Recently there has been a lot of discussion on trauma and healing trauma. Psychiatry, psychology and consciousness studies is expanding its understanding of the psyche as an anomalous structure in which states of awareness in the non-ordinary realms can be made sense of in new ways. The potential of our human experience has exploded beyond our self-imposed boundaries. One such area in this field is the use of psychedelics; studies initiated in the modern West since the 1950’s began to explore the expanding perameters of human consciousness to include non-ordinary states of reality as valuable insightful, and healing.
Studies of the brain, particularly the limbic system, show how trauma is not only a mental experience but is also a somatic one and that unhealed trauma continues to have serious effects in the lives and experiences of human beings, potentially lasting the whole life-cycle and causing premature death. Trauma is not a singular experience, it seems to encompass many states of awareness through different realms previously misunderstood or known only in special contexts such as religious or shamanic, pre-rational awareness. The worlds are merging and to an extent this is an uncomfortable interface for traditional science which separates spirit and matter, mind and body.
In the 1960’s the anti-psychiatry movement challenged the assumption that mental illness was caused by a blip in the brain of the individual. Many barbarous procedures were carried out to ‘fix’ the problem: over medication with complex pharmaceutical drugs continues to be the method of choice for consciousness suppression. Continuing to the present day, the solution peddled by allopathic medicine is to first classify and then medicate the faulty brain to bring the individual to ‘normality’, or at least under control and limit disruption to the social order.
Psychiatrists such as R.D. Laing began to explore the deeper meaning behind an individual’s ‘abnormal’ behaviour, suggesting that perhaps it was not so abnormal after all and in fact made perfect sense within the environmental context of the suffering individual. Naturally this exploration began to look at structures such as the social collective to which the individual belonged, beginning with the family. Families however belong to cultures and cultures belong to human systems. This line of enquiry therefore was in danger of questioning the fabric of our social order, or system, and although the movement was limited in scientific acceptance, its essence continued through the work of pioneers in consciousness such as Stanislav Groff.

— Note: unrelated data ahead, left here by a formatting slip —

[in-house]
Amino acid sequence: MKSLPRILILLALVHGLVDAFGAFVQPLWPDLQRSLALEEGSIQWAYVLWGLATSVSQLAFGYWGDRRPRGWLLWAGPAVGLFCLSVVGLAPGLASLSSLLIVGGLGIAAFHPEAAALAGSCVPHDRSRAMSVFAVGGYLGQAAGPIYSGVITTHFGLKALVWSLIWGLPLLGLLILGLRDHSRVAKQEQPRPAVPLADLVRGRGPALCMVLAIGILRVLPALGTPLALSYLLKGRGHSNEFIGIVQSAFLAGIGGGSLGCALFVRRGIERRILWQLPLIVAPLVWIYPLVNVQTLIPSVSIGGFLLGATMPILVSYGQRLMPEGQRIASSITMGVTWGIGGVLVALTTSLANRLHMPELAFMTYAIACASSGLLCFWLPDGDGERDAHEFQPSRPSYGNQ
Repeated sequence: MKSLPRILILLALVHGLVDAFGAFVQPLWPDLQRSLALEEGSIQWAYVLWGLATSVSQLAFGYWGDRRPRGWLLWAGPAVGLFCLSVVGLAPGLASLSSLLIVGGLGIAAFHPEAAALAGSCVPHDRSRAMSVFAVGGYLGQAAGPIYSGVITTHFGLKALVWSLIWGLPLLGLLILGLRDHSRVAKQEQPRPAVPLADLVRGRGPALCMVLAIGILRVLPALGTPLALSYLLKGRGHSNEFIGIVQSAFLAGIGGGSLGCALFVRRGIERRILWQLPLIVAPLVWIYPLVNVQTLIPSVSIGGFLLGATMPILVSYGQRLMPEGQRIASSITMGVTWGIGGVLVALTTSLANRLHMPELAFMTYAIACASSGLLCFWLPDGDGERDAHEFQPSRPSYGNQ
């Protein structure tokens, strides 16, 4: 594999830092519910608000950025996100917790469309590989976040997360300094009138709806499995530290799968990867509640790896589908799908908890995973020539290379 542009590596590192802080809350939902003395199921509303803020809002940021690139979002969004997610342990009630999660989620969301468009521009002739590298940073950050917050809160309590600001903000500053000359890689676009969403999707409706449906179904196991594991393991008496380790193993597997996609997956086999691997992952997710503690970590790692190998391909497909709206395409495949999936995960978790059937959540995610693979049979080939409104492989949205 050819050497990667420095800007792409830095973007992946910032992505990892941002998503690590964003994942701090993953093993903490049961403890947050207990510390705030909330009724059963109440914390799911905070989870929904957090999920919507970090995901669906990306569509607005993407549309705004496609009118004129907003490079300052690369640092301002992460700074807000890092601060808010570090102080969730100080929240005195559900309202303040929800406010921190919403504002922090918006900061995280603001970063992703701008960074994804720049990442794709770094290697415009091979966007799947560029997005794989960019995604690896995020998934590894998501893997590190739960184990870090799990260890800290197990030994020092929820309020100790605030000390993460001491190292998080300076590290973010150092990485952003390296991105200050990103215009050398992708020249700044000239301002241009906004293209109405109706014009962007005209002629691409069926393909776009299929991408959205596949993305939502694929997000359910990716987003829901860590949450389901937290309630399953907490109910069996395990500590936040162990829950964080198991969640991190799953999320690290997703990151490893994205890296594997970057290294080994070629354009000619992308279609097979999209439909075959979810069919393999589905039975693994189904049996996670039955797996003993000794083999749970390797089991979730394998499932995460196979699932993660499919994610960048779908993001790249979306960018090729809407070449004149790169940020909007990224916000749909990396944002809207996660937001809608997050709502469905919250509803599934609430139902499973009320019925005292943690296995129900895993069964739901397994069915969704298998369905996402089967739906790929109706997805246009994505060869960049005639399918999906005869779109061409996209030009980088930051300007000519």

It seems the issue is hot once more- why is it that certain individuals display anomalous behaviour in an otherwise well adjusted society? Could it be that what they experience is a normal process of being human and that what has been deemed abnormal or pathological is in fact symptomatic of the damaged soul getting well? And could it be that society is not that well-adjusted after-all? More, perhaps the ‘mad’ person is delivering an important message pointing towards cultural transformation and spiritual wellness? Madness may be the barometer of how out of balance we have become. There are only so many labels, so many drugs and so much finger-pointing that we can hide behind.
In the last two decades ‘plant spirit medicine’ has exploded into our cultural experience and many individuals, including those usually thought of as belonging to main stream society, have begun to explore the unchartered aspects of their psyche by working with psychoactives. Historically the prerogative of the pioneering psychonauts of the 60’s and 70’s, psychedelic exploration is finding its way into mass culture and psychotherapy. Take for example the Multi-Disciplinary Association for Psychedelic Studies based in California, MAPS is a ‘non-profit research and educational organization developing medical, legal and cultural contexts for people to benefit from the careful use of psychedelics and marijuana’ (MAPS web-site). Indeed, there is a new breed of therapists who are placing the psychedelic experience at the heart of the healing experience. The intention of MAPS is for the exploration of consciousness towards individual healing within a safe and controlled environment. Still, many seekers are opting for a more ‘free-range’ experience and are making pilgrimages to countries where plant spirit medicines are an acceptable and sacred part of the culture.